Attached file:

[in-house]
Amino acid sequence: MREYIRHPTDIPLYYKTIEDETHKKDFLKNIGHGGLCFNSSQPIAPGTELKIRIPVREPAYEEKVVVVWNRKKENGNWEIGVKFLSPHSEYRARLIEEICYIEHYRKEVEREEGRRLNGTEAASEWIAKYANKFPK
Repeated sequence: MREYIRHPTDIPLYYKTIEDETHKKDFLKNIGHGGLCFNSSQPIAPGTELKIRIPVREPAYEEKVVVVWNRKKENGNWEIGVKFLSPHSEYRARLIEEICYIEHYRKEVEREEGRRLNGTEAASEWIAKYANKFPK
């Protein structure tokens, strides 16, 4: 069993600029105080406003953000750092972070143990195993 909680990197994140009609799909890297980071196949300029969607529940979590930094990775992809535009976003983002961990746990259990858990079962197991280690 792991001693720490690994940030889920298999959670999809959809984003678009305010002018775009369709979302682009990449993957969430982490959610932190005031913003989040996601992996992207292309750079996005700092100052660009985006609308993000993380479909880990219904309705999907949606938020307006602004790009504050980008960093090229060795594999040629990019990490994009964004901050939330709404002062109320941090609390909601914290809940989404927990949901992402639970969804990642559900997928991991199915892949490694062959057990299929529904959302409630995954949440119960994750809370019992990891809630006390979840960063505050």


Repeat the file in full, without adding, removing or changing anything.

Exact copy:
[in-house]
Amino acid sequence: MREYIRHPTDIPLYYKTIEDETHKKDFLKNIGHGGLCFNSSQPIAPGTELKIRIPVREPAYEEKVVVVWNRKKENGNWEIGVKFLSPHSEYRARLIEEICYIEHYRKEVEREEGRRLNGTEAASEWIAKYANKFPK
Repeated sequence: MREYIRHPTDIPLYYKTIEDETHKKDFLKNIGHGGLCFNSSQPIAPGTELKIRIPVREPAYEEKVVVVWNRKKENGNWEIGVKFLSPHSEYRARLIEEICYIEHYRKEVEREEGRRLNGTEAASEWIAKYANKFPK
């Protein structure tokens, strides 16, 4: 069993600029105080406003953000750092972070143990195993 909680990197994140009609799909890297980071196949300029969607529940979590930094990775992809535009976003983002961990746990259990858990079962197991280690 792991001693720490690994940030889920298999959670999809959809984003678009305010002018775009369709979302682009990449993957969430982490959610932190005031913003989040996601992996992207292309750079996005700092100052660009985006609308993000993380479909880990219904309705999907949606938020307006602004790009504050980008960093090229060795594999040629990019990490994009964004901050939330709404002062109320941090609390909601914290809940989404927990949901992402639970969804990642559900997928991991199915892949490694062959057990299929529904959302409630995954949440119960994750809370019992990891809630006390979840960063505050």